He’s seen too many to narrow it to just one or two.
Thompson, a 1975 graduate of Appalachia, started working basketball games even before he got out of high school.
“My junior year I started running the clock for home games,” Thompson recalled.
That was just the beginning.
Thompson continues to sit at the scorer’s table, usually as the bookkeeper these days, some 46 years after he began his game clock duties.
When the season ended in mid-March, Thompson had tallied 1,111 boys games as either the official scorekeeper or clock operator.
And that’s just one sport.
“I know I’ve seen over 1,000 girls basketball games,” Thompson said.
Then there’s football. He started as the official clock keeper in that sport in 1977 and has missed only two games since.
But there’s more.
He’s helped with clock or scorekeeping functions for decades in baseball, softball and volleyball.
He’s been a track meet official for many years. He usually runs the high jump competitions. Before fully automated timing came about, Thompson was an official timer for running events.
And in 1985, Thompson’s responsibilities increased at Appalachia when he was advised by the school’s principal to get his license to drive a school bus.
“I always joked and said I didn’t think I really had a choice in the matter,” he said of his job driving the bus for athletic teams.
He’s driven buses for just about every sport at one time or another.
The answer to why someone would dedicate so much time to athletic programs is as simple as the question.
“I love it,” Thompson said. “I just really enjoy it. There’s nothing in the rule book that says you can’t be a scorekeeper or a clock keeper and not have a good time while you’re doing it.”
It’s about the people.
Thompson said he’s made friend after friend through his involvement with the athletic programs.
“I’ve got to meet a lot of people in the press and met a lot of officials and made a lot of friends with the athletes over the years and I’ve met a lot of coaches. So many coaches,” he said.
Coaches like Appalachia’s legendary Tom Turner.
“Not a whole lot of people remember this, but Tom Turner actually coached the basketball team before he took over the head coaching job in football in 1980,” Thompson noted.
Pat Jervis, Roger Austin, Barry Nelson and Steve Collins were among the coaches Thompson had long-term working relationships with at Appalachia.
AT HOME AT THE NEW SCHOOL
Appalachia consolidated with Powell Valley in 2011 to form Union, and Thompson kept most of his athletic duties with the new school.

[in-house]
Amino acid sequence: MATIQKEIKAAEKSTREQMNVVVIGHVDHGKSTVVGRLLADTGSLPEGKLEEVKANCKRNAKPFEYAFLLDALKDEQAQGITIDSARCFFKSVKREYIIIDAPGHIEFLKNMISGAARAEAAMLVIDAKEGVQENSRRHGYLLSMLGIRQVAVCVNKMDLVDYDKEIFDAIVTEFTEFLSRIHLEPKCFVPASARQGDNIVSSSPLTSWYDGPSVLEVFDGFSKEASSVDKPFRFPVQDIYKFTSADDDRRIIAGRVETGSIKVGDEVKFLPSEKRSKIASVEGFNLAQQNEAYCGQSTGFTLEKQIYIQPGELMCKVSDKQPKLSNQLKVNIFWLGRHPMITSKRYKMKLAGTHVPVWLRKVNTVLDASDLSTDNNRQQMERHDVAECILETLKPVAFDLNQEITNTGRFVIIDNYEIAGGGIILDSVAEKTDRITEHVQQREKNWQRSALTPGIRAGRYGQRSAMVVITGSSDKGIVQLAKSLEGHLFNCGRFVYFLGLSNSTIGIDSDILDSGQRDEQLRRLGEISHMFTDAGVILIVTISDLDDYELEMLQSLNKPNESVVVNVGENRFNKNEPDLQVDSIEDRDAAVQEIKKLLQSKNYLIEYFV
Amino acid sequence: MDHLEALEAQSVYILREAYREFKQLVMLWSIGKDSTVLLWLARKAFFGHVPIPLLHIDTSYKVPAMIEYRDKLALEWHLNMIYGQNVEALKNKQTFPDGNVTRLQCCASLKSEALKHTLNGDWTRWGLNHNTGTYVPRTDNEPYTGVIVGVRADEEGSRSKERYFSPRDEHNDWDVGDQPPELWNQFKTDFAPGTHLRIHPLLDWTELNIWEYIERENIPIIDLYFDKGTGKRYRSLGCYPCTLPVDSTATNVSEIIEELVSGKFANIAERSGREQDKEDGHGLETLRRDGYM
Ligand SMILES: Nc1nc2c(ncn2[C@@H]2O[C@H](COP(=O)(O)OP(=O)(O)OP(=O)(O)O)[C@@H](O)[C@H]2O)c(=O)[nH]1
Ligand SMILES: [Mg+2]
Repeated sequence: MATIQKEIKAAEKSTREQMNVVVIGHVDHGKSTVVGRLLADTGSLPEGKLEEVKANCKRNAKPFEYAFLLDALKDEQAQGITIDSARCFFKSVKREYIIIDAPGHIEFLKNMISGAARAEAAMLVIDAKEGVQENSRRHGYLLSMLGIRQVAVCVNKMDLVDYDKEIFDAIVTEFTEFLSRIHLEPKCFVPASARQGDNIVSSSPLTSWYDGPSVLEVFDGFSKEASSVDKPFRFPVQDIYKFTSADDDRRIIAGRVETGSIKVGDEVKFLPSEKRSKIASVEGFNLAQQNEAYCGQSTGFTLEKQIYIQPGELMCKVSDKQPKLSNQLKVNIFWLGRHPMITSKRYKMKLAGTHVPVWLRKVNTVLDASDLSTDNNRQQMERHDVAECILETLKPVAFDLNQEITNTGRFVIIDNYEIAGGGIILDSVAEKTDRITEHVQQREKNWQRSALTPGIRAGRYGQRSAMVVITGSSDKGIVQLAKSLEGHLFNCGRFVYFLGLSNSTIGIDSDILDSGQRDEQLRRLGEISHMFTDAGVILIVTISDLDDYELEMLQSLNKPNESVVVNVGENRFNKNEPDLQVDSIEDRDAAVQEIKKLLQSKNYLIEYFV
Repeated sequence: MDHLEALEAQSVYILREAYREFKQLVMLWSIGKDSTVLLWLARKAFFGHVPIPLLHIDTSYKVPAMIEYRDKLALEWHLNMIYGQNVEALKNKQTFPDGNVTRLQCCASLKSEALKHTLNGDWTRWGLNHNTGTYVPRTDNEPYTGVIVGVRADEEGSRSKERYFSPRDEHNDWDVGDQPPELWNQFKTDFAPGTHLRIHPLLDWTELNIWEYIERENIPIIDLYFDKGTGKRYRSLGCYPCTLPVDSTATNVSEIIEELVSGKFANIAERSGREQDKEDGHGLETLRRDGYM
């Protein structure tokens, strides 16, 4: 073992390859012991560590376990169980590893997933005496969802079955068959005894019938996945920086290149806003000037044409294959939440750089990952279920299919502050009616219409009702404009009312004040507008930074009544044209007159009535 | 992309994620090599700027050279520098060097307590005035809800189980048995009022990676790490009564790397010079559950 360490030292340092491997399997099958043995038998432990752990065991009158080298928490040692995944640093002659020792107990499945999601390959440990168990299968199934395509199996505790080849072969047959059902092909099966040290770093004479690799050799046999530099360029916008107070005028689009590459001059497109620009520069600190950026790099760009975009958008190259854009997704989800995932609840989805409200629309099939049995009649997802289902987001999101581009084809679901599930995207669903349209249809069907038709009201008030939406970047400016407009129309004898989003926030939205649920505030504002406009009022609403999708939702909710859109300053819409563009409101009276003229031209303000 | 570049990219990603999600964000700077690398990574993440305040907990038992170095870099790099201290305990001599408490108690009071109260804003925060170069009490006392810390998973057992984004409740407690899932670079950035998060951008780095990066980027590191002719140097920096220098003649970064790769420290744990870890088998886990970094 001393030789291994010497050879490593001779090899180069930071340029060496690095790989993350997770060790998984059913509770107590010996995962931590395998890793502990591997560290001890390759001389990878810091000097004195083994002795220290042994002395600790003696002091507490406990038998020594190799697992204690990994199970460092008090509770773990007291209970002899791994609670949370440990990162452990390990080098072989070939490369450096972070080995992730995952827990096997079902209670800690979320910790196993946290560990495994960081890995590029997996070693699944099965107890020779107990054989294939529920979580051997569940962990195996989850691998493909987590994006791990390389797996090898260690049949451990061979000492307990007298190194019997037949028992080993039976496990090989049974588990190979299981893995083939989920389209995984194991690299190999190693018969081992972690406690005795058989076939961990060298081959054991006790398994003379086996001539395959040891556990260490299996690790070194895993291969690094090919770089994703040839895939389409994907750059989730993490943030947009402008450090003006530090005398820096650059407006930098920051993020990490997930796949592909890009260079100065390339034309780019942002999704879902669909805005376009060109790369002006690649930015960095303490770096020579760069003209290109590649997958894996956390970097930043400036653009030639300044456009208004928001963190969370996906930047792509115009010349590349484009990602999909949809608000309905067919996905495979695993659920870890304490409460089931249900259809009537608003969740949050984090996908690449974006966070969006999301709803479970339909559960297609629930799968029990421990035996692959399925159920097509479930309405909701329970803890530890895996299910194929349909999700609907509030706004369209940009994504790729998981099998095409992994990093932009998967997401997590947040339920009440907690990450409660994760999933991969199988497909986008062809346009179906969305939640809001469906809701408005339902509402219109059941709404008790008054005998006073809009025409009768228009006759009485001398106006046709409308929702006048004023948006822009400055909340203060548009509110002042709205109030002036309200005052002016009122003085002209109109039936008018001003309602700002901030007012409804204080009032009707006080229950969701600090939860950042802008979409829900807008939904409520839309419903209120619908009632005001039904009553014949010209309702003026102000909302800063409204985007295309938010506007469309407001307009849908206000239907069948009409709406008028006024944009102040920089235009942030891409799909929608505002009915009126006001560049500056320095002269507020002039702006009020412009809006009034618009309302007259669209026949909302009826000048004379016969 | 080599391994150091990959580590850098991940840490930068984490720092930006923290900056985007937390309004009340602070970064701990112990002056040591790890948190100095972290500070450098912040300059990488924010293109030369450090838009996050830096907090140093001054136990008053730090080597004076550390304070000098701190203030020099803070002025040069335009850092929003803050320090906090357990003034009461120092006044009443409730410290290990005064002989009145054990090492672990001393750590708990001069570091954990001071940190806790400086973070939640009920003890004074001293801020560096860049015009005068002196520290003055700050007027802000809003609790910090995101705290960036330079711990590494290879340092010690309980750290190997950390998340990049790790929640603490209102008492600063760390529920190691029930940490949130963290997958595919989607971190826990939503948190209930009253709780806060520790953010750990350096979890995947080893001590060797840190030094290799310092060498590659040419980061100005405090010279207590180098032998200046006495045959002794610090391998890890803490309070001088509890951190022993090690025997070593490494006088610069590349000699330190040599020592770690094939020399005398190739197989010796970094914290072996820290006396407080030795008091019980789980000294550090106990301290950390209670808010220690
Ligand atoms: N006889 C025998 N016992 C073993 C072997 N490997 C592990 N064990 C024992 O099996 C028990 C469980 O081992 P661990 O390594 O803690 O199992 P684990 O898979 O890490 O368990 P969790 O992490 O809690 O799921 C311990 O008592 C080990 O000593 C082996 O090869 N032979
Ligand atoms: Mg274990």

“I was just glad to be included as part of the consolidation,” he said.
He already knew the coaches at Union, but it was his first time working with most of them. It didn’t take the coaches long to realize the value Thompson brought to their programs.
Over the past decade, Thompson has developed more long-lasting, enduring friendships.
“J.W. Salyer treated me like I was a part of the family and he still does,” Thompson said of the former Union baseball coach now coaching at Wise Central. “To this day, he still treats me like family when he sees me.
“Zack Moore and Kim Moore are like family to me and have been great to me from Day 1,” he said. Zack Moore coaches boys basketball and Kim Moore coaches volleyball at Union.
Thompson also considers Union girls basketball coach Kory Bostic and football coach Travis Turner, son of Tom Turner, to be family.
“Really, everyone at Union is like family. There’s just so many people that have been so good to me over the years. It’s just impossible to mention all of them.”
ONE OF THE BEST
Another reason Thompson has been around so long? He’s good at whatever duty he happens to be performing.
He has fun and enjoys himself but takes his responsibilities seriously.
“I just always tried to do things the best I could and in my own way help out,” Thompson said.
“Barry Nelson used to say you don’t have to be winning every time to have good hospitality every time.”
Thompson has worked several postseason events. Included on the list are games at the state tournament level in basketball, volleyball, football and track, along with numerous regional and district events.
While he loves just about every sport, Thompson admits to a favorite.
“I get excited every time there’s a game to be played,” he said. “But basketball is probably my favorite, especially during tournament time. If you don’t get excited around basketball tournament time, then I don’t know.”
Union’s young boys team this past season reaffirmed Thompson’s enthusiasm for the sport.
“They just don’t quit and I think they’re going to be pretty good for the next couple of years,” he said of Zack Moore’s Bears. “I was more excited this year about basketball than I’ve been in a long time.”
THE REAL ALL-STARS
Thompson’s dedication requires lots of time and travel. He’s grateful he’s been able to keep working for nearly half a century.
“God has been with me. I’ve been so blessed,” he said.
He also has a wife, Faye, who supports him through thick and thin.
“We dated for two years and we’ve been married for 43 years,” Thompson said. “She knew I did this since the first time we met. And she has never said a word about me going to a ballgame.
“I just have a wife that goes above and beyond the word ‘understanding.’ ”